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Wednesday
Jun042014

Oot & Aboot in Blue Mountain-Birch Cove

We lay on the flat, sun-warmed rocks high atop the cliff overlooking Charlie Lake. After hiking for an hour it was time for a water break and short rest. A bird in the trees opposite called repeatedly in a high-note/low-note combination, and getting no response from his own species, I did my best to whistle back the same.

The Blue Mountain-Birch Cove Lakes wilderness area—1,312 hectares of crown land encompassing forests, lakes, barrens and wetlands—is a huge swath of (mostly) protected land. It is almost three-quarters the size of the Halifax peninsula, stretching all the way (map) from Hammonds Plains to behind the Bayers Lake Industrial Park.

Entry points aren't well signed and I'm sure there are many, but I've used three:

  1. Behind the Kent Store on Chain Lake Drive. A short hike takes you to Susie Lake.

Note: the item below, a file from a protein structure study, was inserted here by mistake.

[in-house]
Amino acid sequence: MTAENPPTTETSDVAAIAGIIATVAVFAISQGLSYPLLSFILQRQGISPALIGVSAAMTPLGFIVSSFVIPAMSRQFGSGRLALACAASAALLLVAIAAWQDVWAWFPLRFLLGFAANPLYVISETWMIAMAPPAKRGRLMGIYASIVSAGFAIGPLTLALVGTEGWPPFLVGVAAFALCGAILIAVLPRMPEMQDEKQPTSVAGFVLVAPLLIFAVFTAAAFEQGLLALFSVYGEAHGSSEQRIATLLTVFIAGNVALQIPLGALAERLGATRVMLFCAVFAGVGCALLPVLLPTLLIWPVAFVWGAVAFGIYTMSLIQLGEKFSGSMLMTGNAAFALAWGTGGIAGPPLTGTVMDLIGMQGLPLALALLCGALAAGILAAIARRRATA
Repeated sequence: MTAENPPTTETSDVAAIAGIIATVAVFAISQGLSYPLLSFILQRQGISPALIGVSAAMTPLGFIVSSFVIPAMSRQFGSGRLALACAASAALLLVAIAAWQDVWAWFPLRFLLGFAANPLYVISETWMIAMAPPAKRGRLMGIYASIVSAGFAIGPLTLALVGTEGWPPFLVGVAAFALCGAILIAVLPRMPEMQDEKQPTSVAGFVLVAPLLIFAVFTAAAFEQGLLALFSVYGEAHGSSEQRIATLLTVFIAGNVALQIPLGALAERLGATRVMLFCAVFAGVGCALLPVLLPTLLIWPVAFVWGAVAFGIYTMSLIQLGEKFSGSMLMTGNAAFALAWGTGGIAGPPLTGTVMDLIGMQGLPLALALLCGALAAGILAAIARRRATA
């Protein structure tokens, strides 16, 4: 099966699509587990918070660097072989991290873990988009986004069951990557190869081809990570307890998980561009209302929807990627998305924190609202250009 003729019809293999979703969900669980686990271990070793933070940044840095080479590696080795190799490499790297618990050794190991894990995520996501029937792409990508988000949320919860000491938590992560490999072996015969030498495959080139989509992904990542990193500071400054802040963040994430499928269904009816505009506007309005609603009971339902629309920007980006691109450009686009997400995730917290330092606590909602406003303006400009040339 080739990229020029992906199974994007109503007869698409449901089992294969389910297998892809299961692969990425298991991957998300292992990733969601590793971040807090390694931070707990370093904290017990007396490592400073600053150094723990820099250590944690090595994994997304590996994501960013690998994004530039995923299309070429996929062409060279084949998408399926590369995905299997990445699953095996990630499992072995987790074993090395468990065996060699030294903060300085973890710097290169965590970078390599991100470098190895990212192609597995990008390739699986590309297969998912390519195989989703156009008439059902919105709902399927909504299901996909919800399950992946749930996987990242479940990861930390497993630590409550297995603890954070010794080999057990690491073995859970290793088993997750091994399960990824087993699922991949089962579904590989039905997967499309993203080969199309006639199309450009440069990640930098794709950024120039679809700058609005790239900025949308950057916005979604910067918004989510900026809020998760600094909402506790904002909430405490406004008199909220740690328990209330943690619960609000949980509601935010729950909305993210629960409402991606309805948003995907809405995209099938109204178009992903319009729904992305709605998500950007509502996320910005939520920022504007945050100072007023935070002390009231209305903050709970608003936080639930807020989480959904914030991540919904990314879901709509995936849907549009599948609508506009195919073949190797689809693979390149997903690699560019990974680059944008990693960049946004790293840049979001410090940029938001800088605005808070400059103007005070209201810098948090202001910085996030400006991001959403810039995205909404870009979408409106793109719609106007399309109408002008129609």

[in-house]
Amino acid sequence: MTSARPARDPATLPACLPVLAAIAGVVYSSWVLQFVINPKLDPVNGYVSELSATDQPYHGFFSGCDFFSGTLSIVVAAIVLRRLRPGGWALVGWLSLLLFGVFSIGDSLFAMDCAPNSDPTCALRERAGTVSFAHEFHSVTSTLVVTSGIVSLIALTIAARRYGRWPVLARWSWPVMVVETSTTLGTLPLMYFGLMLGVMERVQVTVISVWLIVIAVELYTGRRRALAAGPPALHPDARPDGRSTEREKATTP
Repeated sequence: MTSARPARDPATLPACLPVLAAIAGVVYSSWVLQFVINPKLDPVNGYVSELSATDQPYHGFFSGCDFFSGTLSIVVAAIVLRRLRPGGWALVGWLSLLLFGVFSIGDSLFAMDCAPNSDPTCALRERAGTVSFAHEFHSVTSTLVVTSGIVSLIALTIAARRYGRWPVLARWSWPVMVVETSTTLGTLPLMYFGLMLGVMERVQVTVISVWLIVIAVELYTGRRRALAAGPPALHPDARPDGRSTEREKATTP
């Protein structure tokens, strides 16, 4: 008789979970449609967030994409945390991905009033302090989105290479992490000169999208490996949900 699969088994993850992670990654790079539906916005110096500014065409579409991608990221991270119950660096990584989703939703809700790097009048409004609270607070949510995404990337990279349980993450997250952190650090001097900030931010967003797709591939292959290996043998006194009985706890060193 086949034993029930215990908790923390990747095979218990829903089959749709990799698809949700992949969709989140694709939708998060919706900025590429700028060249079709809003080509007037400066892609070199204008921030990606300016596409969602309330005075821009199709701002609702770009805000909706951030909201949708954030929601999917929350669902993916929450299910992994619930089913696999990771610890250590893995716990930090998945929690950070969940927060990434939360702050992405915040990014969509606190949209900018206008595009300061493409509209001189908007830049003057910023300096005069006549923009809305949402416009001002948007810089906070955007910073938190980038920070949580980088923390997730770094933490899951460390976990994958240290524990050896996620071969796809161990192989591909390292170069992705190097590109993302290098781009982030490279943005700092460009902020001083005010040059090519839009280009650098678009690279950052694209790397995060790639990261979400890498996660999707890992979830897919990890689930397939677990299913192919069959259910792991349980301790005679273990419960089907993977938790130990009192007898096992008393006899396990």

2. The parking lot at the Maskwa Paddling Club on 91 Saskatoon Dr. A popular short loop is to walk north along the west side of Kearney Lake, then veer west, climbing up a twisting path to the eventual look-out over Charlie Lake.
  3. On top of the gravel hill and behind the fence at the dead-end of Belle St., off the Kearney Lake Road. Here you can access a network of short and long trails with an ambitious option being the Ash Lake Loop.

As a designated wilderness area, you won't trod the kinds of well-marked gravel paths you find in Point Pleasant Park, but you will find enormous biodiversity and some challenging terrain, plus you can test your orienteering skills. If skittish, bring a compass and use the GPS on your phone to map your route and you can always backtrack out if you get lost.

While beautiful in all seasons, spring is literally buzzing as the recently frozen brooks babble once more, and the butterflies, birds and black flies abound (wear bugspray). Where the sun cuts through the treetops you'll find fiddleheads morphing into ferns in bogs, and delicate wild rhododendrons growing next to gnarly tree roots. Inhale deeply and the lovely earthy, piney smell might even give you a natural high.

With so much space you only occasionally see other hikers and their dogs, paddlers or lake swimmers, and much of the time will find yourself alone with your thoughts, which for me, inevitably become clearer and more positive the longer I stay within Blue Mountain-Birch Cove.

Best of all this area is within the Halifax Regional Municipality.

Why not get out and enjoy it?

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